contamination5. By washing the syringe immediately following the forming of the cone and by using alternative forming pin materials, tungsten residue can already be reduced to an extent specified by the customer during production of the glass syringes, or even entirely avoided. Staked-in needle syringe bodies are generally less burdened with tungsten residue, as the UV-hardened glue seals the sensitive syringe area in addition to the even comparatively small bore diameter. There is no officially prescribed limit value for tungsten yet, but many syringe manufacturers have specified their own internal tungsten limits. F = 8 Q µ L / π R4 *A F = Frictionless travel force

L = Needle length

Q = Volumetric flow rate

R = Needle inner diameter

µ = Fluid viscosity

A = Cross section area of syringe plunger

Figure 10

6. Alternatives to Glass Syringes Although glass remains widely used as primary packaging for parenterals, cyclical olefins are increasingly asserting themselves as an alternative packaging material for pre-fillable syringes. Cyclical olefins (cyclo olefin polymer: COP, cyclo olefin copolymer: COC) are as clear as glass, but considerably less prone to breakage. The L&E profile of the material is very favourable. Containers can be produced extremely precisely on fullyautomated lines by injection moulding. There are no potential tungsten or glue contaminants. There is no release of metal ions or an increase in the pH value of the solution due to hydrolysed sodium, a phenomenon especially known from glass vials. COP plastic syringes are exceptionally well-suited for the packaging of biotechnological, cytotoxic and/or viscous medications (Fig. 11).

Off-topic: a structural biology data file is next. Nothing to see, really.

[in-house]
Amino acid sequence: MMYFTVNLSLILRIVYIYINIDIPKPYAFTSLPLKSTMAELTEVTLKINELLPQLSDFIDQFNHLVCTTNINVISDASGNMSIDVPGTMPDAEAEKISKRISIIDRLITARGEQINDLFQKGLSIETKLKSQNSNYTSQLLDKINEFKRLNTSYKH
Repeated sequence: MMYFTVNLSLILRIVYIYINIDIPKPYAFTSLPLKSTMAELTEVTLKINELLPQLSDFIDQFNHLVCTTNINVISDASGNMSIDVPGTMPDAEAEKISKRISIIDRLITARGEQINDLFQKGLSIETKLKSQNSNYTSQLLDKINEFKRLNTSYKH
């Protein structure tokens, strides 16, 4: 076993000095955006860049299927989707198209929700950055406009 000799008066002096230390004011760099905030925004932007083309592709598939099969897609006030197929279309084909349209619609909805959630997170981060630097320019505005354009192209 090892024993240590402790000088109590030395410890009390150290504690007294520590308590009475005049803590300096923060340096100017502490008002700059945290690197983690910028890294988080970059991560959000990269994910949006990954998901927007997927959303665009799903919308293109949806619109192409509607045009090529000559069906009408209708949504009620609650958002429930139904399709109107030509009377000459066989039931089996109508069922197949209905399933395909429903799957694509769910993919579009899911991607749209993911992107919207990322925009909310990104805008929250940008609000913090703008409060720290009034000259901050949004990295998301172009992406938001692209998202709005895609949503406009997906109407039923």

Figure 11

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Drug Discovery, Development & Delivery

7. Syringe Functionality In order for a syringe to function optimally, the interplay of syringe body and plunger must be coordinated. Criteria here are the so-called break loose force that needs to be overcome upon commencement of emptying the syringe, and the gliding force exercised via the plunger rod during the injection itself. Important are simple and safe operation, complete emptying and precise dosage. Typical for the activation of a syringe are two phases with differing force progressions (Fig. 12).